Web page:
In October 2021, the French Interior Minister Gérald Darmanin advised a Christian prelate that;

The French Republic respects all religions from the moment they respect the Republic and the laws of the Republic’.

This was clearly setting the priority of loyalties, state vis a vis religion.

It would seem in the French secular state (laïcité) a volume of sacred law is not an acceptable alternative to the Republic’s Constitution.     

Andrew Prescott writes,

‘For French freemasons arriving in Britain as refugees after 1851…Many were republicans and freethinkers, and they objected to the prominence of clergymen in English freemasonry and its support for the monarchy.’

– A Body Without a Soul? Philosophical British Freemasonry (freemasons-freemasonry.com).

Were not many of the emigre freemasons members of the Grand Orient de France with its extant Constitutional requirement to believe in God and the immortality of the soul? (Revised 1877)

British freemasonries recognised freemasonries from republican France USA.

It is not clear why Freemasons claiming asylum in Britain objected to either the Monarchy, the laws of the monarchy or the loyalty of Masons to the civil powers.

Perhaps a woke too far: Lady Marianne doth protest too much?

With increasing state organisation and the exercise of citizenship and trading rights, traditional religious authority waned.

Not so much being without relevant answers; rather, theology could not accommodate the questions arising from progress in either state-craftsmanship or scientific methodology and the latter’s technological application to production, distribution, and consumption.

But, from the middle of the nineteenth-century, this became necessary. Yet from mediaeval times, the working tools of an apprentice have remained relevant.

The twenty-four-inch gauge for measurement and apportionment of time;

the common gavel to remind of compliance with the terms of oaths and / or affirmations as square work cannot be achieved by cutting corners; and

the chisel to smooth away any notions of independence and thereby render us fit for citizenship.  

In Part 2, ‘The Fellow of the Craft’: it will be demonstrated that ‘following the science’ was requisite for progress beyond apprenticeship and how this impacted on citizenship and religious loyalties.

Is ‘following the science’ – nanotechnology, robotics, and artificial intelligence – a choice?

Is evolving (or perhaps being thrust headlong) into Metaverse, random or determined and when conjoined, probable?

Will the Masonic species adapt to survive or become extinct; a fossilised body the bones of which picked over by inquisitive antiquarians?

Will ‘following the science’ be harnessed to attract and retain in, resilient, relevant, Pure Antient Masonry in a digital manifestation? Will the current analogue and the emergent digital be permitted to run concurrently in freemasonries until the former is superseded?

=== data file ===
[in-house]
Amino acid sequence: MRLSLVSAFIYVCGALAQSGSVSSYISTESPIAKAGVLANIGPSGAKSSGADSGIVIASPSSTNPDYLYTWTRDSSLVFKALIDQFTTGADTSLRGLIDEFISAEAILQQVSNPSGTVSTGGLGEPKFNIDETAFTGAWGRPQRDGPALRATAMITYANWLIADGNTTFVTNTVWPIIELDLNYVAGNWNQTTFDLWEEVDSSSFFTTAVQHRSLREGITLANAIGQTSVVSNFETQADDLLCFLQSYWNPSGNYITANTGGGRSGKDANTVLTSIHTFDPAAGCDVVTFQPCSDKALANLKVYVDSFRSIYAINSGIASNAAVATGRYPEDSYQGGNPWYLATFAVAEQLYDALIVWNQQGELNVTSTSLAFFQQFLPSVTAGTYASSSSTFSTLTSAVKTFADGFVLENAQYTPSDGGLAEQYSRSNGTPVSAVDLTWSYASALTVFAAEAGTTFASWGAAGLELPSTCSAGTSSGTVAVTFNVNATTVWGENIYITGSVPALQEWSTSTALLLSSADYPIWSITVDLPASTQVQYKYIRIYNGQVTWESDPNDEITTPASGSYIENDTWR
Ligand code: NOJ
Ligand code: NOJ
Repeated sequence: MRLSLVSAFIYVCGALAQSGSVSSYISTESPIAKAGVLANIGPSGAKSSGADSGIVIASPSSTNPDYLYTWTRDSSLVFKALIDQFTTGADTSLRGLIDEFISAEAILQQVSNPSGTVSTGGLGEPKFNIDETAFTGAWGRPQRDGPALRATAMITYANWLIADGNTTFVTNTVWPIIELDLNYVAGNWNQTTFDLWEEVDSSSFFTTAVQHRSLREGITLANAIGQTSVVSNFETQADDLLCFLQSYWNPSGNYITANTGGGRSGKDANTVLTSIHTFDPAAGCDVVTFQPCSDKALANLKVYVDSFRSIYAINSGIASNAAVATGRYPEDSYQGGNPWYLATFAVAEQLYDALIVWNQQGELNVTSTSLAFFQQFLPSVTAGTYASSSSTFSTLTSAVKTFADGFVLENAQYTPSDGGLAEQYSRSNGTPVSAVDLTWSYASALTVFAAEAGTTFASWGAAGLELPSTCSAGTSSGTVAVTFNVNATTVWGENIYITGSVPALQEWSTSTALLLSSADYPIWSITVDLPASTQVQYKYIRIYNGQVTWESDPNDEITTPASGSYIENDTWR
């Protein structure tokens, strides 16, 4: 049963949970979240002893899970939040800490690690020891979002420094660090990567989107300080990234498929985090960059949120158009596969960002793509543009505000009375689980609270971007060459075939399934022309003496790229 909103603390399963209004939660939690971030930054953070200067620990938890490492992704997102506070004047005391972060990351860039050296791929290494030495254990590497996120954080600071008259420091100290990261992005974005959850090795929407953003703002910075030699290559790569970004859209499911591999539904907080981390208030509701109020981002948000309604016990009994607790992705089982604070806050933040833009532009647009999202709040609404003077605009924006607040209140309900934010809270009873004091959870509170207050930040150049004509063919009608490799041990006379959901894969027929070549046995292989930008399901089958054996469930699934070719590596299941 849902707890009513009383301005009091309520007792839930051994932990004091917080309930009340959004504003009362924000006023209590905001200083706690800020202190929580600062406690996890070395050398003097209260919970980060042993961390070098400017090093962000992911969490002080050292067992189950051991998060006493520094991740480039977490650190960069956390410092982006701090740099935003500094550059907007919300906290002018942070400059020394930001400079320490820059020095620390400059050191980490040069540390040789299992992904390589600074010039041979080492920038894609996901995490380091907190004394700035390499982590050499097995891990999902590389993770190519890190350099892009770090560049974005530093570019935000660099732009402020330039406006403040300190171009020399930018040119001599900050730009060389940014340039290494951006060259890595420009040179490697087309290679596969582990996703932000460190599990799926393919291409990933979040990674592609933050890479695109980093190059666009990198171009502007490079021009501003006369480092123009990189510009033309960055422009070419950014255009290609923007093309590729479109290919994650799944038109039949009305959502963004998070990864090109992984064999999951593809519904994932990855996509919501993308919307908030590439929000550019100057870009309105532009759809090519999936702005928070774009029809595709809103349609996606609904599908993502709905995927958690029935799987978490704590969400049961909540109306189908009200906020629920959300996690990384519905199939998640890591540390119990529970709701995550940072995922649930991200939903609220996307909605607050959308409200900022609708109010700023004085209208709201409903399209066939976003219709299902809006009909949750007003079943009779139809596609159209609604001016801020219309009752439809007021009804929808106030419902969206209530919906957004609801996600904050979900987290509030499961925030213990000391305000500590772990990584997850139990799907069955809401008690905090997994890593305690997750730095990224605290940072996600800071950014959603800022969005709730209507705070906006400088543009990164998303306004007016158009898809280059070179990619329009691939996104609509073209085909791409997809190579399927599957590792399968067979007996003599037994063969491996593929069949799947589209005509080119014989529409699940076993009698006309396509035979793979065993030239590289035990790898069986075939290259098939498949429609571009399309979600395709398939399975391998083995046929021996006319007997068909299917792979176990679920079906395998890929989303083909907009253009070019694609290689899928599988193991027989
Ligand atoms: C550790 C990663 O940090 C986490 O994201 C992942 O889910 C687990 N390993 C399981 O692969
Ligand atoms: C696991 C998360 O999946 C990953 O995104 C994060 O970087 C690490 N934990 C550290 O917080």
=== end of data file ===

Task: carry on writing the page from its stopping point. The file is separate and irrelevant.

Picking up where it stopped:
Further Reading: Relevent Articles

Lansdowne Manuscript c1560

A fine example of an English guild apprenticeship contract for both the apprentice and master

more….

The Bologna Statutes Or Carta Di Bologna

The Bologna Statutes or Carta Di Bologna 1248 – Masonic document of Operative Masonry, the oldest one found to date.

more….

Great Architect of the Metaverse

Are you ready to meet in the metaverse ? what can you expect to see and do ?

more….

Freemasonry and the Metaverse
Some projects are starting out as Masonic art NFT collections, while others more clearly see a point in the future where they will be Freemason’s lodges operating in a metaverse. 

more….

Article by: Gerald Reilly

Gerald Reilly was initiated in 1995 into St Osyth's Priory Lodge 2063. Essex. England (UGLE). 

He was a founder member of Josh Heller's Allthingsmasonic, and with Josh co-wrote 'The Temple that Never Sleeps' (Cornerstone Books, 2006) he is committed to the development of e-Freemasonry.

The English Masonic Union of 1813

By: John Belton

The bringing together of the Antients and Moderns to form the United Grand Lodge of England in 1813 was a tricky matter.

How all this came about is not just an English tale but an Irish and Scots one as well.

Complexities concerning ‘union’ included what to do about other masonic orders, especially the Royal Arch and the Knights Templar.

For the first time ever this account provides a birds-eye view of the issues and personalities behind one of the big events of masonic history still affecting us today.

“In this pioneering and stimulating book, John Belton tells with verve and enthusiasm the story behind the events which led up to the formation of the United Grand Lodge of England in 1813. Providing completely new perspectives on this key event in the history of British Freemasonry, John’s book will be of interest not only to freemasons but to all those who are interested in the contribution of Freemasonry to British culture and society.”

– Prof Andrew Prescott, Kings College London

 

Book: by Gerald Reilly

The Temple That Never Sleeps

by Josh Heller and Gerald Reilly

Freemasons and E-Masonry Toward a New Paradigm

A revolutionary book for every Freemason.The two authors, American and UK Masons, present a radical view of Freemasonry for both today and tomorrow.

In addition to their ideas are those of numerous Internet Masons (E-Masons) from around the world who, by sharing the experience of their own Masonic journey, have provided stunning personal insight into the viability of the Craft in the Internet Age.

This book will challenge your understanding of Freemasonry today and how it might transform for future generations.